Q. To what degree are bullying and intimidation problems in the Steamboat Springs School District? What is the district doing to deal with those problems?
A. Unfortunately, as in many schools today, students in the Steamboat Springs School District experience some bullying and intimidation.
Our students are fortunate, though, to have the support of proactive teachers, staff, principals, parents, and community members in dealing with this problem. Here are some examples:
n The Steamboat Springs Board of Education has adopted two district-wide goals focused on student virtues and student success. Each School Accountability Committee creates action plans annually to address those goals and Community Audit Teams comprised of community leaders visit each school to ensure that the goals are met.
n This focus on student virtues was initiated by Strawberry Park Elementary School principal Dr. John DeVincentis in 1996 and involved parents, teachers, representatives from the Ministerial Alliance, Steamboat Springs Police Department, and Routt County Sheriff's Department. In 1997-98 and 1998-99 Strawberry Park Elementary School was honored as a Colorado School of Excellence, in part for its development of the virtues program.
n Joan Allsbury, health teacher, and Lucianne Myher, resource teacher at Steamboat Springs High School introduced Challenge Day to our eighth, ninth, and tenth grade students this year. High school students worked with eighth graders at Steamboat Springs Middle School in the fall to teach them compassion and understanding for each other's challenges. This winter SSHS juniors and seniors presented the same opportunities for freshmen and sophomores. All students involved overwhelmingly voiced their appreciation for the Challenge Day experience, noting that "It's hard to bully someone when you have compassion for them."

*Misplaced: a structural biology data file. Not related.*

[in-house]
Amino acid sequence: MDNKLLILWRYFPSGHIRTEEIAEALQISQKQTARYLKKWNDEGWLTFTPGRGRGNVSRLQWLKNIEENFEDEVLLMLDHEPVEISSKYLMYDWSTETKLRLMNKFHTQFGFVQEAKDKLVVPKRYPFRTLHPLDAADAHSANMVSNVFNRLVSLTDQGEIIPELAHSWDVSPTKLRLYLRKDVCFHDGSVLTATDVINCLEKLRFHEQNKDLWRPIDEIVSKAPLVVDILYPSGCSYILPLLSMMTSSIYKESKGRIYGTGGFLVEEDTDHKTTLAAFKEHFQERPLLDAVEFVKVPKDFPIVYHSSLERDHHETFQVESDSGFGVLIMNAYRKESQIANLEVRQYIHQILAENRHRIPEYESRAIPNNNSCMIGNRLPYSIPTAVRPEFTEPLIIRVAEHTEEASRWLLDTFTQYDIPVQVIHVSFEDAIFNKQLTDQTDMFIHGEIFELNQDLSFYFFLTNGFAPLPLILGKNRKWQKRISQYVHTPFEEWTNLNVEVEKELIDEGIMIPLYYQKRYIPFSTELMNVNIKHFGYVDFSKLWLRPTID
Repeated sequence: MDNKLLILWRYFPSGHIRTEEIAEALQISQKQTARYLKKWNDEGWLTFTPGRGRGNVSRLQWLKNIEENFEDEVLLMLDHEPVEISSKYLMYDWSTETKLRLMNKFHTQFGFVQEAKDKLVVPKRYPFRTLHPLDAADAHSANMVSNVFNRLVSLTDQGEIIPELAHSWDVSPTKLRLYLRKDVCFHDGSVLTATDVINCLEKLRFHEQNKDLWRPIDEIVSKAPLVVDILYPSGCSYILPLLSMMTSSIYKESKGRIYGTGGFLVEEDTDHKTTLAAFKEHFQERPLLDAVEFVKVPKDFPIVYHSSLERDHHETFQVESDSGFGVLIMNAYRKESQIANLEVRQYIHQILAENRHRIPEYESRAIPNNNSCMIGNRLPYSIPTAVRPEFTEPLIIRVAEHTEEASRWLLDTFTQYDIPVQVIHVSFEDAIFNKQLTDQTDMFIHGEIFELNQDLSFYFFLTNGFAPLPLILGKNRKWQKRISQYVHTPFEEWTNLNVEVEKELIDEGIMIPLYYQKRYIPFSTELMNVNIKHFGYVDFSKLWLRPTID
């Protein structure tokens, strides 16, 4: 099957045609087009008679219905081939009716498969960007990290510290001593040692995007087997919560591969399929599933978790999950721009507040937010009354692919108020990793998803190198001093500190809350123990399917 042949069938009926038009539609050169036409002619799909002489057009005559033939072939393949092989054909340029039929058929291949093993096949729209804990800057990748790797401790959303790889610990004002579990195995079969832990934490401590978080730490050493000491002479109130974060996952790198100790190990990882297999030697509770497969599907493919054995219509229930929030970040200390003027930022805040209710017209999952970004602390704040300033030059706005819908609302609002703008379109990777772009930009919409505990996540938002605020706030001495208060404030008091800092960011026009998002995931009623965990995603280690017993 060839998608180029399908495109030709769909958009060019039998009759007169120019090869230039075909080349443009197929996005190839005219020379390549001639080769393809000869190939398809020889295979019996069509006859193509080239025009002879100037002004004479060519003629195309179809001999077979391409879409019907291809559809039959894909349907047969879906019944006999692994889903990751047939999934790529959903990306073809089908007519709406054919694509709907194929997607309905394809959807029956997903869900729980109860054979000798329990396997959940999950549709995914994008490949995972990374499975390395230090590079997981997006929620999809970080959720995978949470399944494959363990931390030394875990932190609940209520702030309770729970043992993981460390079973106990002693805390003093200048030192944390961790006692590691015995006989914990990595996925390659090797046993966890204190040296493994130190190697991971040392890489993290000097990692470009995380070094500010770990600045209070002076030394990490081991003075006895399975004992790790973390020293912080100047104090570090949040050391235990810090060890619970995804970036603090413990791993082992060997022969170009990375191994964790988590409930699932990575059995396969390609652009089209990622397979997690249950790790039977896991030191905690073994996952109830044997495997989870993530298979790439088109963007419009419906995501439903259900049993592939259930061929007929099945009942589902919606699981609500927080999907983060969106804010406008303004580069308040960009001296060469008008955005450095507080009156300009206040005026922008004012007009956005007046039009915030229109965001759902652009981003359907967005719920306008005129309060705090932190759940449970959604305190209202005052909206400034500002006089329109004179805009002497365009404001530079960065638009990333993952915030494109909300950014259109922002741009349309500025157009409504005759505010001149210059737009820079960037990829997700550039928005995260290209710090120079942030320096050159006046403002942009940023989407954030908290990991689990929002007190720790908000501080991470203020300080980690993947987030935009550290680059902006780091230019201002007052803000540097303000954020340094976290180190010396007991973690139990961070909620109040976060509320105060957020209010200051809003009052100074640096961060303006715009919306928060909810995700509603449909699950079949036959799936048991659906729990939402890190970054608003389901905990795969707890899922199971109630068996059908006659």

n This fall, Steamboat Springs Middle School principal Sandy Hall initiated a "No Bullying" program developed by the Hazelden Corporation in Minnesota. School secretary Ginny Fry and teachers Sally Howard and Lisa Ruff were the team who worked with teachers, parents, and students to implement "No Bullying" intervention strategies. A new discipline code was also designed by a group of parents, teachers, Tim Bishop (SSMS assistant principal), and Mrs. Hall. The "No Bullying" program and the discipline code are providing clear direction, consequences, and rewards for student behavior. Mr. Bishop recently rewarded students who had no discipline referrals, fewer than two tardies, and met academic requirements to a movie at the Chief Plaza Cinema.
n Diane Moore, executive director of Advocates Against Battering and Abuse, and Assets in Routt County, coordinated by Anne Boler and sponsored by Grand Futures, worked closely with students, staff, and Dave Schmid at Steamboat Springs High School for two years to host "Connections," a Youth and Family Summit in March, 2000. The forum included presentations by Dr. Dan Smilkstein of SteamboatCARES, J.D. Hayes, director of Public Safety for the Steamboat Springs Police Department, and small group activities focused on breaking down stereotypes.
n This past fall, the Steamboat Springs School District hosted State Attorney General Ken Salazar, Dr. Ken Elliott, CU-Boulder, and Dr. Kelly Zinna, school violence prevention specialist, for a day-long workshop on school violence prevention. All school and district administrators were trained as well as administrators from the Hayden and South Routt school districts.
Q. Can parents be confident that the schools of the Steamboat Springs School District are safe places? Why?
A. School district teachers, staff, and administrators work hard to make our schools safe places.
The school district implemented a zero tolerance policy for drugs, alcohol, and weapons in 1995 and has a close working relationship with the Steamboat Springs Police Department and the Routt County Sheriff's Department.